Russian artillery fired at Ukrainian towns across the river from the Zaporizhzhia nuclear power plant overnight, local officials said on Sunday, adding to residents' anguish, as reports of shelling around the plant fuelled fears of a radiation disaster.
Russia's defence ministry said there was more Ukrainian shelling of the plant over the past 24 hours, just a day after Moscow and Kyiv traded accusations of targeting Europe's biggest nuclear plant, which has prompted grave international concern.
Ukrainian nuclear company Energoatom said it had no new information about attacks on the plant.
Captured by Russian troops in March, but still run by Ukrainian staff, the complex on the southern front line of the war has been one of the major hotspots in the six-month conflict.
On Sunday, the US State Department said in a statement that Moscow did not want to acknowledge the grave radiological risk at the Zaporizhzhia plant, and had blocked a draft agreement on nuclear non-proliferation because it mentioned such risk.
Regional governor Oleksandr Starukh said on Telegram (on Sunday) that Russian forces struck residential buildings in the region's main city of Zaporizhzhia — about a two-hour drive from the plant, and the town of Orikhiv further east.
On Saturday, Starukh had told Ukrainian television that residents were being taught how to use iodine in case of a radiation leak.
Ukraine's military reported the shelling of nine more towns in the area, on the opposite side of the Dnipro river (from the plant) in its daily report, while the Russian RIA news agency quoted the Russian defence ministry as saying its air force struck a Motor Sich plant in the region where helicopters were repaired.
Russian authorities said that they had downed a Ukrainian drone which planned to attack the nuclear-waste storage facility at the plant, according to RIA.
Reuters could not verify those reports.
Russian Defence Ministry spokesman Igor Konashenkov explained that nine shells fired by the Ukrainian artillery in two separate attacks landed in the nuclear plant's grounds.
"At present, full-time technical personnel are monitoring the technical condition of the nuclear plant and ensuring its operation. The radiation situation in the area of the nuclear power plant remains normal," he said in a statement.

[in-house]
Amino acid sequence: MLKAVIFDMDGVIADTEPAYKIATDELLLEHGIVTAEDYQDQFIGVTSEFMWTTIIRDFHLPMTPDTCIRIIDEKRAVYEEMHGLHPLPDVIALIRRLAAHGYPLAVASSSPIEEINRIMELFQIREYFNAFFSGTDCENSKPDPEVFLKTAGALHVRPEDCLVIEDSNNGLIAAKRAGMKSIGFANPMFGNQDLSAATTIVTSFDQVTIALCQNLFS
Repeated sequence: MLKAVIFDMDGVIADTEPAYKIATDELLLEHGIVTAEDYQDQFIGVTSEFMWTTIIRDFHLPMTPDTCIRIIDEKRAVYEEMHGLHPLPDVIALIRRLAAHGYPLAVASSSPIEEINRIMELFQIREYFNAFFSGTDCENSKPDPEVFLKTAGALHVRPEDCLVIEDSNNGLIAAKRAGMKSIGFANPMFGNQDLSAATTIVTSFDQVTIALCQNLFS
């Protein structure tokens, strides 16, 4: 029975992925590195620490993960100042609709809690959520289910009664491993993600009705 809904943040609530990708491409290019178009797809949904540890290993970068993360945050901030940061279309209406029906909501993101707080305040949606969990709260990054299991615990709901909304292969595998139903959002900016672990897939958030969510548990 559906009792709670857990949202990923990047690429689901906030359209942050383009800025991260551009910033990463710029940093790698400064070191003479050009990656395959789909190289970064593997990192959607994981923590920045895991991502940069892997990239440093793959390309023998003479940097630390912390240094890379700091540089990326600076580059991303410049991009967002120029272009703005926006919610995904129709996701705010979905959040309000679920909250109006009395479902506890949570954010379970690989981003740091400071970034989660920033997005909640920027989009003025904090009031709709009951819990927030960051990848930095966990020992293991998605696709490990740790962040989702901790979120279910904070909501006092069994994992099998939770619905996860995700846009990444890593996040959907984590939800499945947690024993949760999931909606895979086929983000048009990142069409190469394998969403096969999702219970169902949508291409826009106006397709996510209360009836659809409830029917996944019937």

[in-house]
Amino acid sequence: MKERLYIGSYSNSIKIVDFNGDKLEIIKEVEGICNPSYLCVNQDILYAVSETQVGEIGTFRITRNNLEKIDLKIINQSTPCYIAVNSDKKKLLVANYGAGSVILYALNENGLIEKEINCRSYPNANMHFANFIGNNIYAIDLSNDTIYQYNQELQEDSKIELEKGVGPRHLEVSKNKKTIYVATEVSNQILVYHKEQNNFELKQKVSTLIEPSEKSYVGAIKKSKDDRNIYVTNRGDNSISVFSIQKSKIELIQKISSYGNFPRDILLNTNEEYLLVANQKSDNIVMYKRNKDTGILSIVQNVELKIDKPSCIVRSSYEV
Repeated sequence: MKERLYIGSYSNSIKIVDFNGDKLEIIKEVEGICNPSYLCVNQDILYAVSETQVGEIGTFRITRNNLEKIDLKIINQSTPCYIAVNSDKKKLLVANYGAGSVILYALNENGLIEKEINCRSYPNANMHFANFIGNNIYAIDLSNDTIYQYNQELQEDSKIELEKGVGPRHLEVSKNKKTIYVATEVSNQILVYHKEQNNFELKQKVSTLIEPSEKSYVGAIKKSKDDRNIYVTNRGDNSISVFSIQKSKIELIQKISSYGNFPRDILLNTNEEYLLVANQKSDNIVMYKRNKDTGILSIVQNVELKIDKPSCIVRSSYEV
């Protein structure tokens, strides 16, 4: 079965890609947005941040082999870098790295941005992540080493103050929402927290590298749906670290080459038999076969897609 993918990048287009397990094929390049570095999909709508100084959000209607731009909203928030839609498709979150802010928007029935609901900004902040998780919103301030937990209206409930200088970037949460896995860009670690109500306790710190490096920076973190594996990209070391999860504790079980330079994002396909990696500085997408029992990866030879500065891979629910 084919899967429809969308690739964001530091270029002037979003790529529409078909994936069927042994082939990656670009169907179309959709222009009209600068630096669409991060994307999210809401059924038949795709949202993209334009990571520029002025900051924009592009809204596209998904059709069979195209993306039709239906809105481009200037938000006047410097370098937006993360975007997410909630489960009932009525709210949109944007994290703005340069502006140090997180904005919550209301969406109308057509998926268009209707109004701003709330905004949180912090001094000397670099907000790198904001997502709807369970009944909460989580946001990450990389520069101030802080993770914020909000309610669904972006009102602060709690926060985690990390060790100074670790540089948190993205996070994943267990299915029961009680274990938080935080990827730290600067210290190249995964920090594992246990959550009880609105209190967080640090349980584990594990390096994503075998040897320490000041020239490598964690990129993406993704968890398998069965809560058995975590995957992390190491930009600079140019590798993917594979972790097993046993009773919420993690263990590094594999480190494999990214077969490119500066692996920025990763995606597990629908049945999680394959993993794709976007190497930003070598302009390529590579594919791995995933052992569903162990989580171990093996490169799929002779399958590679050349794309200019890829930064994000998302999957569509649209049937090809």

The United Nations and Kyiv have called for a withdrawal of military equipment and personnel from the plant to ensure it is not a target.
Ukrainian Foreign Minister Dmytro Kuleba said that Russian forces had turned the plant into a military base — putting the whole continent at risk — and had no business being there.
"Russian military must get out of the plant," he said on Twitter.
The International Atomic Energy Agency (IAEA) is waiting for clearance for its officials to visit the plant, which the head of the UN nuclear watchdog said on Thursday ought to be "very, very close". Two of the plant's reactors were cut off from the electrical grid last week, due to shelling.
On Ukraine's eastern front, Ukrainian forces halted the latest Russian attempt to advance on the city of Sloviansk in Donetsk province, Kyiv's military said in its daily report.
Ukrainian troops also repelled Russian attempts to attack in three directions, including in the area of Bakhmut and the coal-producing town of Avdiivka, it added, in an afternoon update.
Having taken Sievierodonetsk and Lysychansk weeks ago, Moscow's forces have focused on Bakhmut in their push to extend control over the Donbas region. According to regional governors, Sloviansk and the city of Kramatorsk, also in Donetsk province, were shelled by Russian forces overnight, but there were no reports of new casualties.
Reuters could not verify those accounts.
Ukrainian President Volodymyr Zelensky noted that both the Donbas region and the city of Donetsk in the past had celebrated annual holidays in the last weekend of August.
"Ukraine will never forget anything," he said in his nightly video address.
President Vladimir Putin launched an attack on Russia's neighbour on February 24, saying a "special operation" was needed to demilitarise the country and remove perceived security threats to Russia.
Ukraine and the West have dismissed this as a baseless pretext for an imperialist war of conquest that has killed thousands, displaced millions, turned cities to rubble and threatened the global economy with an energy and food supply crisis, sending prices soaring.
Ukraine's foreign ministry said Kuleba would travel to Sweden on Monday, followed by a trip to the Czech Republic on Tuesday as part of Kyiv's efforts to cement international support for Ukraine, and push for more sanctions and pressure on Russia.
In Prague, he will attend an informal meeting of EU foreign ministers who will discuss new sanctions on Moscow, and an EU-wide visa ban for Russians. Zelensky called for such a ban earlier this month, but so far it has found support mainly from Estonia, Latvia, Lithuania, Poland and Finland — who all share a border with Russia.
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